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Kenna RYLE, Appellant-Defendant, v. STATE of Indiana, Appellee-Plaintiff.
STATEMENT OF THE CASE
In March 2003, the State charged Kenna Ryle with Murder. A jury found him guilty of the lesser-included offense of Voluntary Manslaughter, a Class A felony. The trial court entered judgment of conviction and sentenced him to an enhanced term of forty-five years. Ryle now appeals and presents the following issue for review: whether the trial court improperly imposed an enhanced sentence under Blakely v. Washington, 542 U.S. 296, 124 S.Ct. 2531, 159 L.Ed.2d 403 (2004), reh'g denied.
FACTS AND PROCEDURAL HISTORY
On February 25, 2003, Ryle shot Maurice Sanders at the Phoenix Apartments in Indianapolis. That same day, Ryle called Audrea Harris on her cell phone and told her that he had shot Sanders in the chest and that he was sorry. Sanders died as a result of a gunshot wound to his chest.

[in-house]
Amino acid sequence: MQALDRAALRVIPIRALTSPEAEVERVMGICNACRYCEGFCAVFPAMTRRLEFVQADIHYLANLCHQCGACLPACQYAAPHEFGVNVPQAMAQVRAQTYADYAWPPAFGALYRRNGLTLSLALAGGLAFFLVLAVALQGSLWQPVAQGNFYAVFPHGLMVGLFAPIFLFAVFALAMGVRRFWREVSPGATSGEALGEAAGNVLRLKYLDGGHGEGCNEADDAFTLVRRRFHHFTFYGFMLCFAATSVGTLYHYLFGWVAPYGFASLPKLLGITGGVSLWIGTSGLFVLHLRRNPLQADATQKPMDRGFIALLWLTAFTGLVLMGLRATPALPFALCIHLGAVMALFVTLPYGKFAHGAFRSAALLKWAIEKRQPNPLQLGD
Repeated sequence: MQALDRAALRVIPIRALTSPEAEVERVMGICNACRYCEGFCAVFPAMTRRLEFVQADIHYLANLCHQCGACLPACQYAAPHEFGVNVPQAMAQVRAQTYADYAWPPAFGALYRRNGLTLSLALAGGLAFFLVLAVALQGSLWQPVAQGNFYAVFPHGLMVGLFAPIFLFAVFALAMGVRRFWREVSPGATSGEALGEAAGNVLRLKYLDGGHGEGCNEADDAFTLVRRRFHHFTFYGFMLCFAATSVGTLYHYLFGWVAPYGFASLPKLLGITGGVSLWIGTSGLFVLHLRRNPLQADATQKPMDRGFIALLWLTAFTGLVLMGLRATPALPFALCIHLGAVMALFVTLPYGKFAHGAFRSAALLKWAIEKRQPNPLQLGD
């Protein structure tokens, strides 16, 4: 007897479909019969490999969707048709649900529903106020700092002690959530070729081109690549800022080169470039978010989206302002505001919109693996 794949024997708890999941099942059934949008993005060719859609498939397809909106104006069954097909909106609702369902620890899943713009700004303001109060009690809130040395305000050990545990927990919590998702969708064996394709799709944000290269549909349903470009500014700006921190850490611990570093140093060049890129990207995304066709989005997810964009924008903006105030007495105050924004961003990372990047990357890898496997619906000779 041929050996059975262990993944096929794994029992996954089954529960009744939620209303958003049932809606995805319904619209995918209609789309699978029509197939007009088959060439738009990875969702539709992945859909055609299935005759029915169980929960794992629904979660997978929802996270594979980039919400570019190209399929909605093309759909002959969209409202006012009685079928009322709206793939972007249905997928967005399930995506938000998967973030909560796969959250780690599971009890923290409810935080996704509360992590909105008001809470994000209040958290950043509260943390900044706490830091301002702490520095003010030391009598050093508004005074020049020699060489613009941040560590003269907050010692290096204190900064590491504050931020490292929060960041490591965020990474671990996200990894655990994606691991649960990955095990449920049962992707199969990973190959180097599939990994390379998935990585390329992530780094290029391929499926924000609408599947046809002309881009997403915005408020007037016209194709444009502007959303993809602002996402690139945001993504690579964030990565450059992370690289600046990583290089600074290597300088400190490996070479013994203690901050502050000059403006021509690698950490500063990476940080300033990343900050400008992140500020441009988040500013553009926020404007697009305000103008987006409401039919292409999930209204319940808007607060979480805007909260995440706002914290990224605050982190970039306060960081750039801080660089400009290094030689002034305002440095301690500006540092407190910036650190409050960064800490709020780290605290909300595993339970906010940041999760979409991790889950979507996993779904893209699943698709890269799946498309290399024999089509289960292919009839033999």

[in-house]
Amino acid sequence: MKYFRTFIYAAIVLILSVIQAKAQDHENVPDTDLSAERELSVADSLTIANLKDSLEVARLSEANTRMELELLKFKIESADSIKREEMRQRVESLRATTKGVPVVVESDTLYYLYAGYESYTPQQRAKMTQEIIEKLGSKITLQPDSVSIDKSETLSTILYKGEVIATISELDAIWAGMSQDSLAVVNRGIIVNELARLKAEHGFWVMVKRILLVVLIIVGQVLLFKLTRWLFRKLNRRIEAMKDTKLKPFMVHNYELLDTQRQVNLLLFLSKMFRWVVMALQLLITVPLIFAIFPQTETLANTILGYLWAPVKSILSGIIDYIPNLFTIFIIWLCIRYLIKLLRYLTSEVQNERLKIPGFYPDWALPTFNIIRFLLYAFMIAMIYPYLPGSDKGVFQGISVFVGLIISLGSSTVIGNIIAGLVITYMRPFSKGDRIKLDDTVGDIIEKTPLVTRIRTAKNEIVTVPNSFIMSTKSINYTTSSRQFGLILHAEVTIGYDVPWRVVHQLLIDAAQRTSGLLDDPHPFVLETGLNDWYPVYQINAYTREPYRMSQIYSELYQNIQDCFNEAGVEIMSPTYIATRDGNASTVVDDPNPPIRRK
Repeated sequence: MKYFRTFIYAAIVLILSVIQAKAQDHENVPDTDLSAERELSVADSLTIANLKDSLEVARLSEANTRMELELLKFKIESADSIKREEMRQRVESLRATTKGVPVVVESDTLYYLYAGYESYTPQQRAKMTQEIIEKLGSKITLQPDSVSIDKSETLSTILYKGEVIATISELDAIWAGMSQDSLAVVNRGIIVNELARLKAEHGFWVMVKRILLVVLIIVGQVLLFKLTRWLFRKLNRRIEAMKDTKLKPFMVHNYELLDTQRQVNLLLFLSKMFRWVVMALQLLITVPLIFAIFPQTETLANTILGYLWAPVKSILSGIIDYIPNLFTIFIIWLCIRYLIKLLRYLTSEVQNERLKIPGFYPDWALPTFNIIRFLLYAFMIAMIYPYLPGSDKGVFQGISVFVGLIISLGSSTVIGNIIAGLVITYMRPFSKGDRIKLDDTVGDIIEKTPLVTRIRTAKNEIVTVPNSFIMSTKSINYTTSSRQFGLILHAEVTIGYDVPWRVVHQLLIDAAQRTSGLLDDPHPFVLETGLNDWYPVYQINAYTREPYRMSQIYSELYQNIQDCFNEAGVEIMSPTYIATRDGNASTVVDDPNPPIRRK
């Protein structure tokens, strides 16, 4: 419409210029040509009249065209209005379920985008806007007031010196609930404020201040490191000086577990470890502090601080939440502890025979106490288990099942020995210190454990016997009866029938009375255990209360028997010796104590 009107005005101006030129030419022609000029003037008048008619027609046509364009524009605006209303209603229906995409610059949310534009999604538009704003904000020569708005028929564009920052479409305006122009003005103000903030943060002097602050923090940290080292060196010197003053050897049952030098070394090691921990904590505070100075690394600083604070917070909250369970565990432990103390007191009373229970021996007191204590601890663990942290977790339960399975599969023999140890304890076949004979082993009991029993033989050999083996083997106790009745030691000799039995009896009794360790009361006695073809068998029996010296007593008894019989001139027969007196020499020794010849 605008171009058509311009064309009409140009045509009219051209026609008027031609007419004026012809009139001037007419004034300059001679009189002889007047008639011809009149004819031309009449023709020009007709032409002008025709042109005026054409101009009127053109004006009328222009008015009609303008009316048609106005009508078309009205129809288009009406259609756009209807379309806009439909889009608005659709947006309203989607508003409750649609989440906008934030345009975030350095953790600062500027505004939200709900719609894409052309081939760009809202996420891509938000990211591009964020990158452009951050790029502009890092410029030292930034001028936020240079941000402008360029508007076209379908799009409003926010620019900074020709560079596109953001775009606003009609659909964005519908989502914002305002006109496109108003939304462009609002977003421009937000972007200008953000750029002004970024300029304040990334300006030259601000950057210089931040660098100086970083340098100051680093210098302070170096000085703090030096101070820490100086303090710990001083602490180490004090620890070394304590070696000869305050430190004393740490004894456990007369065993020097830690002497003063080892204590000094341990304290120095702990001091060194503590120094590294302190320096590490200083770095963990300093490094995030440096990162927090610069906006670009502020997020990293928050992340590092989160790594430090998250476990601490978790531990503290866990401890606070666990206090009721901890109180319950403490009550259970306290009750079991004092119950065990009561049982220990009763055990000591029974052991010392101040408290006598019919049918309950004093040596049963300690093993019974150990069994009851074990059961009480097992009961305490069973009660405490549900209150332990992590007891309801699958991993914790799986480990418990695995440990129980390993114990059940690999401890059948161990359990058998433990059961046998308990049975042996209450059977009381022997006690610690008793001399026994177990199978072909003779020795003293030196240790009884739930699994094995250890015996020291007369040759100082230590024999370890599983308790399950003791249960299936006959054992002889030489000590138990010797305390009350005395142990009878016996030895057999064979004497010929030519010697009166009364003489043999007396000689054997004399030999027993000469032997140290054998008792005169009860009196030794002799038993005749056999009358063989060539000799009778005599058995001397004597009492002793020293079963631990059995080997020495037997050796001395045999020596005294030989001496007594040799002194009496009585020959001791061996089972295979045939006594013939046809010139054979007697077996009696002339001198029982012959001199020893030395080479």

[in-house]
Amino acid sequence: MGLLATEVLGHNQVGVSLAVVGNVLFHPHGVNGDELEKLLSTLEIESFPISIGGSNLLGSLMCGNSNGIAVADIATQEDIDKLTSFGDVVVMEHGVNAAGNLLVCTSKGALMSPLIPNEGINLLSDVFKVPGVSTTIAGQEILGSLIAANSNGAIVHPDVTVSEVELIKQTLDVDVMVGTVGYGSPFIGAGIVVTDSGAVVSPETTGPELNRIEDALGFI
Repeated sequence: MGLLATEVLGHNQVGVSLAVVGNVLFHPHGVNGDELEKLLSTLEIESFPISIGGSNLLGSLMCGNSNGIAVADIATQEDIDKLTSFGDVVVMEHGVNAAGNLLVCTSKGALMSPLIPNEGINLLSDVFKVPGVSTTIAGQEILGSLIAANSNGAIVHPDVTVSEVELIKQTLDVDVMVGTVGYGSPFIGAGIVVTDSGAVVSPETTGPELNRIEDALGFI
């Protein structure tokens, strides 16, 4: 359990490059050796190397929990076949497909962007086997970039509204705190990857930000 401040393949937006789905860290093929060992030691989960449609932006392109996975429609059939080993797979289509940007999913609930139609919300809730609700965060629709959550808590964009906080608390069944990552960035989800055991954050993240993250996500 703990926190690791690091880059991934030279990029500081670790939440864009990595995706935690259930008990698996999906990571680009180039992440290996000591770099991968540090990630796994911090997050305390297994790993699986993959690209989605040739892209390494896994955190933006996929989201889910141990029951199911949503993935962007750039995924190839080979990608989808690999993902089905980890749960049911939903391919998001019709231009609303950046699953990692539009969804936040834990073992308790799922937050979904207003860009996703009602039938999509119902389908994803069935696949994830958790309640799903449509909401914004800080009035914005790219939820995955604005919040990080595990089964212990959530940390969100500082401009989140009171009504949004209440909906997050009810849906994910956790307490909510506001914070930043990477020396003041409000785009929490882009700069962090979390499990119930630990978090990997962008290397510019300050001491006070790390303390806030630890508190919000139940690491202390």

The State charged Ryle with murder, unlawful possession of a firearm by a serious violent felon, and carrying a handgun without a license. The State dismissed the two handgun-related charges and tried Ryle only on the murder charge. The jury found him not guilty of murder, but guilty of voluntary manslaughter.
At sentencing, the trial court assigned “minimal” mitigating weight to Ryle's age, twenty-two. Transcript at 252. The court identified two aggravating factors: Ryle's criminal history and the fact that he was on probation at the time he committed the instant offense. The trial court ultimately imposed an enhanced sentence of forty-five years. This appeal ensued.
DISCUSSION AND DECISION
Ryle contends that under Blakely, his sentence violates his Sixth Amendment right to have the facts supporting the enhancement of his sentence tried to a jury. In Holden v. State, 815 N.E.2d 1049, 1059 (Ind.Ct.App.2004), trans. pending, this court explained Blakely as follows: